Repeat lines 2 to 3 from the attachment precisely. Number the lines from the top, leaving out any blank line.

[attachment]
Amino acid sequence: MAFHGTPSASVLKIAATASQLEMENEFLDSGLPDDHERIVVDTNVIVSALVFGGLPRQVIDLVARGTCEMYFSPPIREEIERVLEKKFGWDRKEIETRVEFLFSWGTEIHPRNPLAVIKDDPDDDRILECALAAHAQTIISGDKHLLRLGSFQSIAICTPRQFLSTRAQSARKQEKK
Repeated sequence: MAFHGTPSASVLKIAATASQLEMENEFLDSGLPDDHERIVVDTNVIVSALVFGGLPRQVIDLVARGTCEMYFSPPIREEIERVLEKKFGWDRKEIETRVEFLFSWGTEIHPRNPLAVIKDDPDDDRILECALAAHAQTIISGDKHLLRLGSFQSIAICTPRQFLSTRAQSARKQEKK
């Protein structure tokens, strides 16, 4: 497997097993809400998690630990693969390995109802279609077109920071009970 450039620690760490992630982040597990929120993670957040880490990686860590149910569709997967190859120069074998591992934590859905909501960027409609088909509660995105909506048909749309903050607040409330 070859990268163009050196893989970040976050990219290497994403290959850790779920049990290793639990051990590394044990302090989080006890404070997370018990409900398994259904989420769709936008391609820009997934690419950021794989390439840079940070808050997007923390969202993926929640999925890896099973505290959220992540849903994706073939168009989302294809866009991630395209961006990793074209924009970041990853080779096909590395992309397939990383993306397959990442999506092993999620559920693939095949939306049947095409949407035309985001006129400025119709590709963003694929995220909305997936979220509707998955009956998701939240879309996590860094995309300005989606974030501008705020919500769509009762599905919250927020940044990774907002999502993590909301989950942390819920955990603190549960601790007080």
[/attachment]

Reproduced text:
Repeated sequence: MAFHGTPSASVLKIAATASQLEMENEFLDSGLPDDHERIVVDTNVIVSALVFGGLPRQVIDLVARGTCEMYFSPPIREEIERVLEKKFGWDRKEIETRVEFLFSWGTEIHPRNPLAVIKDDPDDDRILECALAAHAQTIISGDKHLLRLGSFQSIAICTPRQFLSTRAQSARKQEKK
């Protein structure tokens, strides 16, 4: 497997097993809400998690630990693969390995109802279609077109920071009970 450039620690760490992630982040597990929120993670957040880490990686860590149910569709997967190859120069074998591992934590859905909501960027409609088909509660995105909506048909749309903050607040409330 070859990268163009050196893989970040976050990219290497994403290959850790779920049990290793639990051990590394044990302090989080006890404070997370018990409900398994259904989420769709936008391609820009997934690419950021794989390439840079940070808050997007923390969202993926929640999925890896099973505290959220992540849903994706073939168009989302294809866009991630395209961006990793074209924009970041990853080779096909590395992309397939990383993306397959990442999506092993999620559920693939095949939306049947095409949407035309985001006129400025119709590709963003694929995220909305997936979220509707998955009956998701939240879309996590860094995309300005989606974030501008705020919500769509009762599905919250927020940044990774907002999502993590909301989950942390819920955990603190549960601790007080």